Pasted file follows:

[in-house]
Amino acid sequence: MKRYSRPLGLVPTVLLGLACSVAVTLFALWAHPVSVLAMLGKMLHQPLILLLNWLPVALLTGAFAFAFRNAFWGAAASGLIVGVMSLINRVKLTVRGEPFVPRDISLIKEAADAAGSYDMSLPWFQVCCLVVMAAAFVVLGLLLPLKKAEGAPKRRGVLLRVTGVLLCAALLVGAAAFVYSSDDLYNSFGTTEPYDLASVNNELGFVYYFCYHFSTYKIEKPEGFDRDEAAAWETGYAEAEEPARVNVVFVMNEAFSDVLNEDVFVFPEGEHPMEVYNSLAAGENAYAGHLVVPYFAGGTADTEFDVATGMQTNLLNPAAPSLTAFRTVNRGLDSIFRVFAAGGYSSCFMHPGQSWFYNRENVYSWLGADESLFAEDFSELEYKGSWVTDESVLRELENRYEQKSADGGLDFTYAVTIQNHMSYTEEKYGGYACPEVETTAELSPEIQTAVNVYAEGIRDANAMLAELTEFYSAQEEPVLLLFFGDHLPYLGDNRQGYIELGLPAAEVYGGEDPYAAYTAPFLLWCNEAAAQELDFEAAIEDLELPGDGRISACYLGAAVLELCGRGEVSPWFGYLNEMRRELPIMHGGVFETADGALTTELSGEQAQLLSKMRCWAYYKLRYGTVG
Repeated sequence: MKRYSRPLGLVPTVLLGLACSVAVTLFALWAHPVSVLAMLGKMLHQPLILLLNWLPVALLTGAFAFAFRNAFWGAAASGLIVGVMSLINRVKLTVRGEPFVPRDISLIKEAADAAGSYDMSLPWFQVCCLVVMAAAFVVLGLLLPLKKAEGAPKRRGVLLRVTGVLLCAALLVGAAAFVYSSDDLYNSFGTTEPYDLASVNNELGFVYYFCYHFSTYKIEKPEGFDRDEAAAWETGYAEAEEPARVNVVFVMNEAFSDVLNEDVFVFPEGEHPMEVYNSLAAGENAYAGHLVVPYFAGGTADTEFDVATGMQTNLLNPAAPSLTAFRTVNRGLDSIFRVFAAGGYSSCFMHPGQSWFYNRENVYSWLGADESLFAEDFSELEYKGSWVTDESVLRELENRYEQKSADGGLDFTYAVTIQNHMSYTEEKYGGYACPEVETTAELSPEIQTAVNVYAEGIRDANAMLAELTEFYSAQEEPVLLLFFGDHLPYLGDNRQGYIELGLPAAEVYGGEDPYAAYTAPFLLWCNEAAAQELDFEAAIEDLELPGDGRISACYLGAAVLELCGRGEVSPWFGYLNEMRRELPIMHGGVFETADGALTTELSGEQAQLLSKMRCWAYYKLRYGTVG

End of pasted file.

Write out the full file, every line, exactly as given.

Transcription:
[in-house]
Amino acid sequence: MKRYSRPLGLVPTVLLGLACSVAVTLFALWAHPVSVLAMLGKMLHQPLILLLNWLPVALLTGAFAFAFRNAFWGAAASGLIVGVMSLINRVKLTVRGEPFVPRDISLIKEAADAAGSYDMSLPWFQVCCLVVMAAAFVVLGLLLPLKKAEGAPKRRGVLLRVTGVLLCAALLVGAAAFVYSSDDLYNSFGTTEPYDLASVNNELGFVYYFCYHFSTYKIEKPEGFDRDEAAAWETGYAEAEEPARVNVVFVMNEAFSDVLNEDVFVFPEGEHPMEVYNSLAAGENAYAGHLVVPYFAGGTADTEFDVATGMQTNLLNPAAPSLTAFRTVNRGLDSIFRVFAAGGYSSCFMHPGQSWFYNRENVYSWLGADESLFAEDFSELEYKGSWVTDESVLRELENRYEQKSADGGLDFTYAVTIQNHMSYTEEKYGGYACPEVETTAELSPEIQTAVNVYAEGIRDANAMLAELTEFYSAQEEPVLLLFFGDHLPYLGDNRQGYIELGLPAAEVYGGEDPYAAYTAPFLLWCNEAAAQELDFEAAIEDLELPGDGRISACYLGAAVLELCGRGEVSPWFGYLNEMRRELPIMHGGVFETADGALTTELSGEQAQLLSKMRCWAYYKLRYGTVG
Repeated sequence: MKRYSRPLGLVPTVLLGLACSVAVTLFALWAHPVSVLAMLGKMLHQPLILLLNWLPVALLTGAFAFAFRNAFWGAAASGLIVGVMSLINRVKLTVRGEPFVPRDISLIKEAADAAGSYDMSLPWFQVCCLVVMAAAFVVLGLLLPLKKAEGAPKRRGVLLRVTGVLLCAALLVGAAAFVYSSDDLYNSFGTTEPYDLASVNNELGFVYYFCYHFSTYKIEKPEGFDRDEAAAWETGYAEAEEPARVNVVFVMNEAFSDVLNEDVFVFPEGEHPMEVYNSLAAGENAYAGHLVVPYFAGGTADTEFDVATGMQTNLLNPAAPSLTAFRTVNRGLDSIFRVFAAGGYSSCFMHPGQSWFYNRENVYSWLGADESLFAEDFSELEYKGSWVTDESVLRELENRYEQKSADGGLDFTYAVTIQNHMSYTEEKYGGYACPEVETTAELSPEIQTAVNVYAEGIRDANAMLAELTEFYSAQEEPVLLLFFGDHLPYLGDNRQGYIELGLPAAEVYGGEDPYAAYTAPFLLWCNEAAAQELDFEAAIEDLELPGDGRISACYLGAAVLELCGRGEVSPWFGYLNEMRRELPIMHGGVFETADGALTTELSGEQAQLLSKMRCWAYYKLRYGTVG